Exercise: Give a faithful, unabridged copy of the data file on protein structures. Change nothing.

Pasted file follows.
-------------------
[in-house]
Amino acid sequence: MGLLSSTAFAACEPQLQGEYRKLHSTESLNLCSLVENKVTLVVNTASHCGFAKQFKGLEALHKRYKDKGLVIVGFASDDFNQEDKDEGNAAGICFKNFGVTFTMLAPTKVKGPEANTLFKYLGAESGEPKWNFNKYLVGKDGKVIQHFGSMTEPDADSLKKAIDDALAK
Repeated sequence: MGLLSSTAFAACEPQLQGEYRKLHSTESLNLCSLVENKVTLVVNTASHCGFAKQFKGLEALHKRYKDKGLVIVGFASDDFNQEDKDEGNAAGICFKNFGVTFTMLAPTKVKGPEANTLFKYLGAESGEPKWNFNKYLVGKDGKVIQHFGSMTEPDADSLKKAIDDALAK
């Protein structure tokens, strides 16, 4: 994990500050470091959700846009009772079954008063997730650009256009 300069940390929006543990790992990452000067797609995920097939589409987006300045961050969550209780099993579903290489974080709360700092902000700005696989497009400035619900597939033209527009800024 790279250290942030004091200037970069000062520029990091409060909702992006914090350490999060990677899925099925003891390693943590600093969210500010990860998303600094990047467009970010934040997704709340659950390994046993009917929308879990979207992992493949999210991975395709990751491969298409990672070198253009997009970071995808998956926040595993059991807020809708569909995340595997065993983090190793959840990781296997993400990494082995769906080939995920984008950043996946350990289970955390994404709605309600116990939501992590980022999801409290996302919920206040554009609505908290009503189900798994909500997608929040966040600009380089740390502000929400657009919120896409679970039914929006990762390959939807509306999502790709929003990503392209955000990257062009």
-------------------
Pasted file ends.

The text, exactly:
[in-house]
Amino acid sequence: MGLLSSTAFAACEPQLQGEYRKLHSTESLNLCSLVENKVTLVVNTASHCGFAKQFKGLEALHKRYKDKGLVIVGFASDDFNQEDKDEGNAAGICFKNFGVTFTMLAPTKVKGPEANTLFKYLGAESGEPKWNFNKYLVGKDGKVIQHFGSMTEPDADSLKKAIDDALAK
Repeated sequence: MGLLSSTAFAACEPQLQGEYRKLHSTESLNLCSLVENKVTLVVNTASHCGFAKQFKGLEALHKRYKDKGLVIVGFASDDFNQEDKDEGNAAGICFKNFGVTFTMLAPTKVKGPEANTLFKYLGAESGEPKWNFNKYLVGKDGKVIQHFGSMTEPDADSLKKAIDDALAK
């Protein structure tokens, strides 16, 4: 994990500050470091959700846009009772079954008063997730650009256009 300069940390929006543990790992990452000067797609995920097939589409987006300045961050969550209780099993579903290489974080709360700092902000700005696989497009400035619900597939033209527009800024 790279250290942030004091200037970069000062520029990091409060909702992006914090350490999060990677899925099925003891390693943590600093969210500010990860998303600094990047467009970010934040997704709340659950390994046993009917929308879990979207992992493949999210991975395709990751491969298409990672070198253009997009970071995808998956926040595993059991807020809708569909995340595997065993983090190793959840990781296997993400990494082995769906080939995920984008950043996946350990289970955390994404709605309600116990939501992590980022999801409290996302919920206040554009609505908290009503189900798994909500997608929040966040600009380089740390502000929400657009919120896409679970039914929006990762390959939807509306999502790709929003990503392209955000990257062009």